Some concepts have a precisely defined set of referents. Some admit of grey areas ("vague concepts")--and as I've argued elsewhere (in an article on the essential contestability of "rape"), essential contestability offers a useful way of understanding what can make a concept vague. Whether a concept has a precise meaning or is vague/contested tells us something about the function that the concept serves in the language. If the function is to regulate a certain kind of descriptive project, then it will have a precise meaning. If its function is to regulate an ongoing normative dispute, then it will be essentially contested.

But here's the thing. There would be little point in making linguistic space for normative disagreement if normativity were conceived reductionistically in terms of nothing but subjective attitudes. If the distinctive wrong of rape were just a matter of taste or nothing but a projection of psychological predilitions ("a rorsach blot," as Burk puts it in his comment), then there'd really be nothing to disagree about between those who say that a husband's cavalier disregard for his wife's disinclination to have sex makes his act rape (even though she's been socialized to quietly submit to his demands), and those who deny this. There'd be no disagreement between them because the former would be simply saying something about their tastes (they just happen to have a certain kind of distaste towards the husband’s behavior) and the latter would be simply saying something about their tastes (they lack the relevant negative attitude). But varied tastes towards the same phenomenon do not constitute disagreement. A disagreement is possible only if both parties mean to say something about the husband's behavior--the former is asserting something about it that the latter denies.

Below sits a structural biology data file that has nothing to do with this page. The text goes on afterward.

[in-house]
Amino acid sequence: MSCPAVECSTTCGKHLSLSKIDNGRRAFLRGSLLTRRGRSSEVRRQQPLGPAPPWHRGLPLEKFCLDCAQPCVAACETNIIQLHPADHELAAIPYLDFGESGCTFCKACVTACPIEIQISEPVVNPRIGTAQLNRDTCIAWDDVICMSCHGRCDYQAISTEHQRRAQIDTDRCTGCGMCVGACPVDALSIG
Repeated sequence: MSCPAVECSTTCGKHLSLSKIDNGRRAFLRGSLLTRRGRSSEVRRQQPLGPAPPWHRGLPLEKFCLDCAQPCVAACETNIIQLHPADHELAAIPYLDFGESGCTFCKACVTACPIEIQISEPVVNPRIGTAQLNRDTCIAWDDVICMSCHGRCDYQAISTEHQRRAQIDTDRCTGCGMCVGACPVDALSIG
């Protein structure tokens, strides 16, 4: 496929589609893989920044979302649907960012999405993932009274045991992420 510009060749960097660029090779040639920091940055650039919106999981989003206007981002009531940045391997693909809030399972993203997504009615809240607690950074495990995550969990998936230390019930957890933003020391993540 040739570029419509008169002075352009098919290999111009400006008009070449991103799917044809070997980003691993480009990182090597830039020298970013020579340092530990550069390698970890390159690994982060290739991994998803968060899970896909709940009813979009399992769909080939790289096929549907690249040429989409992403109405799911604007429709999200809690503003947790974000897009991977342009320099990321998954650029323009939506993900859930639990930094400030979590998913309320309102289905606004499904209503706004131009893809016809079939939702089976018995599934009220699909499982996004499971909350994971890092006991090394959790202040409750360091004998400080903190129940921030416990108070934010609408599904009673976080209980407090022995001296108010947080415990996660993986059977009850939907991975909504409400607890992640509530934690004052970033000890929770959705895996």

In short, real normative disagreement is possible only if there is more to the normative status of activities, projects, etc., than just the diverse attitudinal projections of different individuals.

It follows that, in order for the essential contestability of concepts to serve the function it is supposed to serve, there must be something more to normative discourse than just expressions of taste and projections of preferences onto the range of entities to which the contested concept actually or potentially refers.

The precise character of the "something more" is going to be a matter of some debate, but at the very least it will require that normative judgments be such that it is possible to offer legitimate reasons in their favor--legitimate in the sense of rendering it rationally fitting for someone to change their mind in the light of it.

Since I am convinced that there is something more to normative judgments than mere expressions of subjective preference, I am likewise convinced that essentially contested concepts serve an important linguistic function.